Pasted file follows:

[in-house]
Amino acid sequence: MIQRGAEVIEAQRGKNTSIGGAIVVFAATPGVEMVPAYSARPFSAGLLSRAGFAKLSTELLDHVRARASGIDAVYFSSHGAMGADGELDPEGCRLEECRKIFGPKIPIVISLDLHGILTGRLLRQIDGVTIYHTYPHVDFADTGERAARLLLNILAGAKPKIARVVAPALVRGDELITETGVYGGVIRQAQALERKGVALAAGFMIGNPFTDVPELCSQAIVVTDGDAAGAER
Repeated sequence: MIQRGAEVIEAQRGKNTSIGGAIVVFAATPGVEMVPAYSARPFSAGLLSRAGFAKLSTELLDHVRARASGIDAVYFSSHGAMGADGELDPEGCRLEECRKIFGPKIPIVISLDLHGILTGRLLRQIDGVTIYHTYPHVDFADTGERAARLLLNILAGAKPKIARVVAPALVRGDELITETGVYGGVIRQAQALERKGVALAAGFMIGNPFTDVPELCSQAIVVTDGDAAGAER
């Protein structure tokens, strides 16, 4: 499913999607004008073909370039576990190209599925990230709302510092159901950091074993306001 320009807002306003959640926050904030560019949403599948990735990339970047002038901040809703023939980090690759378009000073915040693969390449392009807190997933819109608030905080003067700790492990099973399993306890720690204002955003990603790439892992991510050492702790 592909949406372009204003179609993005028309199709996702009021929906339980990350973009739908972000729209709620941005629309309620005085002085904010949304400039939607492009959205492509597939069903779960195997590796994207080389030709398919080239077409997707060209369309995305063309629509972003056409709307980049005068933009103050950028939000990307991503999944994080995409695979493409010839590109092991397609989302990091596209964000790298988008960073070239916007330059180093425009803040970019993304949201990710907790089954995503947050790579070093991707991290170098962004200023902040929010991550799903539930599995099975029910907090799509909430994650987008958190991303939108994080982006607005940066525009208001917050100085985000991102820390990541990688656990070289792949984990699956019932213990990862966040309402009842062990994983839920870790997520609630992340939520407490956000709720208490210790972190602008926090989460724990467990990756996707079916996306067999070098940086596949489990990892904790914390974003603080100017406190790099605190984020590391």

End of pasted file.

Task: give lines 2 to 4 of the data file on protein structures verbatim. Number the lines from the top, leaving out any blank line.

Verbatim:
Amino acid sequence: MIQRGAEVIEAQRGKNTSIGGAIVVFAATPGVEMVPAYSARPFSAGLLSRAGFAKLSTELLDHVRARASGIDAVYFSSHGAMGADGELDPEGCRLEECRKIFGPKIPIVISLDLHGILTGRLLRQIDGVTIYHTYPHVDFADTGERAARLLLNILAGAKPKIARVVAPALVRGDELITETGVYGGVIRQAQALERKGVALAAGFMIGNPFTDVPELCSQAIVVTDGDAAGAER
Repeated sequence: MIQRGAEVIEAQRGKNTSIGGAIVVFAATPGVEMVPAYSARPFSAGLLSRAGFAKLSTELLDHVRARASGIDAVYFSSHGAMGADGELDPEGCRLEECRKIFGPKIPIVISLDLHGILTGRLLRQIDGVTIYHTYPHVDFADTGERAARLLLNILAGAKPKIARVVAPALVRGDELITETGVYGGVIRQAQALERKGVALAAGFMIGNPFTDVPELCSQAIVVTDGDAAGAER
């Protein structure tokens, strides 16, 4: 499913999607004008073909370039576990190209599925990230709302510092159901950091074993306001 320009807002306003959640926050904030560019949403599948990735990339970047002038901040809703023939980090690759378009000073915040693969390449392009807190997933819109608030905080003067700790492990099973399993306890720690204002955003990603790439892992991510050492702790 592909949406372009204003179609993005028309199709996702009021929906339980990350973009739908972000729209709620941005629309309620005085002085904010949304400039939607492009959205492509597939069903779960195997590796994207080389030709398919080239077409997707060209369309995305063309629509972003056409709307980049005068933009103050950028939000990307991503999944994080995409695979493409010839590109092991397609989302990091596209964000790298988008960073070239916007330059180093425009803040970019993304949201990710907790089954995503947050790579070093991707991290170098962004200023902040929010991550799903539930599995099975029910907090799509909430994650987008958190991303939108994080982006607005940066525009208001917050100085985000991102820390990541990688656990070289792949984990699956019932213990990862966040309402009842062990994983839920870790997520609630992340939520407490956000709720208490210790972190602008926090989460724990467990990756996707079916996306067999070098940086596949489990990892904790914390974003603080100017406190790099605190984020590391």